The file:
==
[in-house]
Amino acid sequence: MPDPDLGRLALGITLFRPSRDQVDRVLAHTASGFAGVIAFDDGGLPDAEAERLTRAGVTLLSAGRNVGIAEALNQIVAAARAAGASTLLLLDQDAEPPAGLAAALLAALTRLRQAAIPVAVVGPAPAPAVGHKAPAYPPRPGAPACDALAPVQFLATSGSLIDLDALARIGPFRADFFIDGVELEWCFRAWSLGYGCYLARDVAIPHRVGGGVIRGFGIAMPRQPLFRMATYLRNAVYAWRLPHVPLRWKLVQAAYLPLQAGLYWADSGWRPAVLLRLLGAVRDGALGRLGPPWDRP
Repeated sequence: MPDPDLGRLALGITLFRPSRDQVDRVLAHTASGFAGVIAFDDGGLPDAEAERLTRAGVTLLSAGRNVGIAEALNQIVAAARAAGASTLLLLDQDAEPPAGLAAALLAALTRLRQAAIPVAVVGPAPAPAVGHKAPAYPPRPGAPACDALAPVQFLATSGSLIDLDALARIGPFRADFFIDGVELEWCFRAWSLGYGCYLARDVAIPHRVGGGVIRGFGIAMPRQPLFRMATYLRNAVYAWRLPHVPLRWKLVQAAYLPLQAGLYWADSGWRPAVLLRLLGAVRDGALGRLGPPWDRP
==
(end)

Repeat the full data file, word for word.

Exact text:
[in-house]
Amino acid sequence: MPDPDLGRLALGITLFRPSRDQVDRVLAHTASGFAGVIAFDDGGLPDAEAERLTRAGVTLLSAGRNVGIAEALNQIVAAARAAGASTLLLLDQDAEPPAGLAAALLAALTRLRQAAIPVAVVGPAPAPAVGHKAPAYPPRPGAPACDALAPVQFLATSGSLIDLDALARIGPFRADFFIDGVELEWCFRAWSLGYGCYLARDVAIPHRVGGGVIRGFGIAMPRQPLFRMATYLRNAVYAWRLPHVPLRWKLVQAAYLPLQAGLYWADSGWRPAVLLRLLGAVRDGALGRLGPPWDRP
Repeated sequence: MPDPDLGRLALGITLFRPSRDQVDRVLAHTASGFAGVIAFDDGGLPDAEAERLTRAGVTLLSAGRNVGIAEALNQIVAAARAAGASTLLLLDQDAEPPAGLAAALLAALTRLRQAAIPVAVVGPAPAPAVGHKAPAYPPRPGAPACDALAPVQFLATSGSLIDLDALARIGPFRADFFIDGVELEWCFRAWSLGYGCYLARDVAIPHRVGGGVIRGFGIAMPRQPLFRMATYLRNAVYAWRLPHVPLRWKLVQAAYLPLQAGLYWADSGWRPAVLLRLLGAVRDGALGRLGPPWDRP